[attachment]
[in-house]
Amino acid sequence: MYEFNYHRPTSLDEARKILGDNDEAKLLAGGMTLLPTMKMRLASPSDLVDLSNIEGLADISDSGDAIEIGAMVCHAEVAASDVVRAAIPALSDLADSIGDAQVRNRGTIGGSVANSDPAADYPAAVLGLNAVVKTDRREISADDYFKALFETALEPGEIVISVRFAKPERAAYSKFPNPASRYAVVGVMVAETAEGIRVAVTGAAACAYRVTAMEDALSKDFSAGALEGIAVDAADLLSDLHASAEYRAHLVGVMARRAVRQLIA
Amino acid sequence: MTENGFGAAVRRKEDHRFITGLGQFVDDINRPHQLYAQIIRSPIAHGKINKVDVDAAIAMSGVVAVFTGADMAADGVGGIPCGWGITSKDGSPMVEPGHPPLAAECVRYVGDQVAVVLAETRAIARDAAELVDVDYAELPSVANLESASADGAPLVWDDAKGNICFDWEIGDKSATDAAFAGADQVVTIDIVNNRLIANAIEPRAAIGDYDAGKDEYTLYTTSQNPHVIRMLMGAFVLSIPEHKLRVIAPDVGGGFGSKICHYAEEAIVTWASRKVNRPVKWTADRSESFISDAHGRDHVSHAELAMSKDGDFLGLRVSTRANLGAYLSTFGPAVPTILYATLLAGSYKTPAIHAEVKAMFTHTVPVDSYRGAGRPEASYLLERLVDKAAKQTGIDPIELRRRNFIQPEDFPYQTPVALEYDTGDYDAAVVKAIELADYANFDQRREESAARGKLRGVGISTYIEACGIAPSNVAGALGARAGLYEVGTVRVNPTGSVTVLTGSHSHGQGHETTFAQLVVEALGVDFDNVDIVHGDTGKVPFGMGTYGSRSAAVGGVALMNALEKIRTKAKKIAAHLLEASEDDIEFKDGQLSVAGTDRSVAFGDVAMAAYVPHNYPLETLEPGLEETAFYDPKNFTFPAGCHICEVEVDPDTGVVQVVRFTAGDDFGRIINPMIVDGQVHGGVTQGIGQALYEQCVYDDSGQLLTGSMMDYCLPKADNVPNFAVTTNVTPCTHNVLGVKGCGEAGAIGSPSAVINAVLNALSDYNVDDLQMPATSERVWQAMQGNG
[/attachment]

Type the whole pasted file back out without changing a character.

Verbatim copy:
[in-house]
Amino acid sequence: MYEFNYHRPTSLDEARKILGDNDEAKLLAGGMTLLPTMKMRLASPSDLVDLSNIEGLADISDSGDAIEIGAMVCHAEVAASDVVRAAIPALSDLADSIGDAQVRNRGTIGGSVANSDPAADYPAAVLGLNAVVKTDRREISADDYFKALFETALEPGEIVISVRFAKPERAAYSKFPNPASRYAVVGVMVAETAEGIRVAVTGAAACAYRVTAMEDALSKDFSAGALEGIAVDAADLLSDLHASAEYRAHLVGVMARRAVRQLIA
Amino acid sequence: MTENGFGAAVRRKEDHRFITGLGQFVDDINRPHQLYAQIIRSPIAHGKINKVDVDAAIAMSGVVAVFTGADMAADGVGGIPCGWGITSKDGSPMVEPGHPPLAAECVRYVGDQVAVVLAETRAIARDAAELVDVDYAELPSVANLESASADGAPLVWDDAKGNICFDWEIGDKSATDAAFAGADQVVTIDIVNNRLIANAIEPRAAIGDYDAGKDEYTLYTTSQNPHVIRMLMGAFVLSIPEHKLRVIAPDVGGGFGSKICHYAEEAIVTWASRKVNRPVKWTADRSESFISDAHGRDHVSHAELAMSKDGDFLGLRVSTRANLGAYLSTFGPAVPTILYATLLAGSYKTPAIHAEVKAMFTHTVPVDSYRGAGRPEASYLLERLVDKAAKQTGIDPIELRRRNFIQPEDFPYQTPVALEYDTGDYDAAVVKAIELADYANFDQRREESAARGKLRGVGISTYIEACGIAPSNVAGALGARAGLYEVGTVRVNPTGSVTVLTGSHSHGQGHETTFAQLVVEALGVDFDNVDIVHGDTGKVPFGMGTYGSRSAAVGGVALMNALEKIRTKAKKIAAHLLEASEDDIEFKDGQLSVAGTDRSVAFGDVAMAAYVPHNYPLETLEPGLEETAFYDPKNFTFPAGCHICEVEVDPDTGVVQVVRFTAGDDFGRIINPMIVDGQVHGGVTQGIGQALYEQCVYDDSGQLLTGSMMDYCLPKADNVPNFAVTTNVTPCTHNVLGVKGCGEAGAIGSPSAVINAVLNALSDYNVDDLQMPATSERVWQAMQGNG